Australia strongly objects to the indictment of Chinese-Australian writer Yang Hengjun (楊恆均) for espionage, who continues to be held in “unacceptable” conditions, Australian Minister for Foreign Affairs Marise Payne said yesterday.
Yang, a former Chinese diplomat turned online journalist and blogger, was arrested in August last year on suspicion of espionage, seven months after he was originally detained in Guangzhou.
Espionage is punishable by death in China.
Australia denies that Yang has ever spied for the nation.
Already strained by Australia’s decision to prohibit Chinese company Huawei Technologies from its 5G broadband network and Canberra’s allegations that Beijing is meddling in its domestic affairs, the detention of Yang has added to tensions.
Payne said that Yang should be immediately released.
“The government strongly objects to the formal indictment of Australian citizen and academic Dr Yang Hengjun in China on suspicion of espionage,” Payne said in an e-mailed statement.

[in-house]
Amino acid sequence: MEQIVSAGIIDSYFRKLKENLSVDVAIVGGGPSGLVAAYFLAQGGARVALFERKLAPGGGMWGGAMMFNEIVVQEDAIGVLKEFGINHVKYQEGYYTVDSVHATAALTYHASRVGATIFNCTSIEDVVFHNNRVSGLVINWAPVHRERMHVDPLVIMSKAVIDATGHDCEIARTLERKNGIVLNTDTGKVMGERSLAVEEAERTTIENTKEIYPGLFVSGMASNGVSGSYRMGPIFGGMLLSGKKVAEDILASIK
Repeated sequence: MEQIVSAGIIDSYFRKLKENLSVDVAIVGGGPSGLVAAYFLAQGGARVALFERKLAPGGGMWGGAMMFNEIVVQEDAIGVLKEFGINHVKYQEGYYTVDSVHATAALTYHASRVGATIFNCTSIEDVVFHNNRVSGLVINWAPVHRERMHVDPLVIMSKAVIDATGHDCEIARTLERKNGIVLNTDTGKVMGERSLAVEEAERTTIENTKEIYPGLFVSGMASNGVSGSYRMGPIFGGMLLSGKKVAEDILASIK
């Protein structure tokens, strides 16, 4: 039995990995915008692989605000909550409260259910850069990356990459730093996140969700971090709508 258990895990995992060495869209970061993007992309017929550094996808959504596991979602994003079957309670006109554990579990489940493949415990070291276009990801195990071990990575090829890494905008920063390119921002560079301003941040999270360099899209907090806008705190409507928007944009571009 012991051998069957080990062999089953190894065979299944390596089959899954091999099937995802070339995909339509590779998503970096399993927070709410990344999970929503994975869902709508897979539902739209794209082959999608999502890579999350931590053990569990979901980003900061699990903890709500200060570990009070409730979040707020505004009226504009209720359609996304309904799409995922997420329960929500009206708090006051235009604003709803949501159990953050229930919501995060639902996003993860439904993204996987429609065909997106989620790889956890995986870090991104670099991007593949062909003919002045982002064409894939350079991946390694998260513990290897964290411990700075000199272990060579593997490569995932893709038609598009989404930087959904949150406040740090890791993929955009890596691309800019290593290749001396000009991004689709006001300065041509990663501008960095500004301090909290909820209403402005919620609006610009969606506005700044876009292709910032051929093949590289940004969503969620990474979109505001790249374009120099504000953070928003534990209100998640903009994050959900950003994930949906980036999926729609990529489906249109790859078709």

“Crises are a time for nations to pull together. It is not in the spirit of mutual respect and trust that our continued advocacy for Dr Yang has not been acknowledged,” Payne said. “Dr Yang’s poor health makes him especially vulnerable to COVID-19.”
Payne said Australian consular officials have been denied access to Yang since the end of last year, which she described as unacceptable.
The Chinese Ministry of Foreign Affairs said that Australia should respect China’s judicial sovereignty and stop interfering in Yang’s case.
Yang’s legitimate rights have been fully guaranteed, but consular visits for foreigners have not been arranged by the relevant authorities due to the COVID-19 pandemic, ministry spokesman Geng Shuang (耿爽) told reporters.
Additional reporting by AFP
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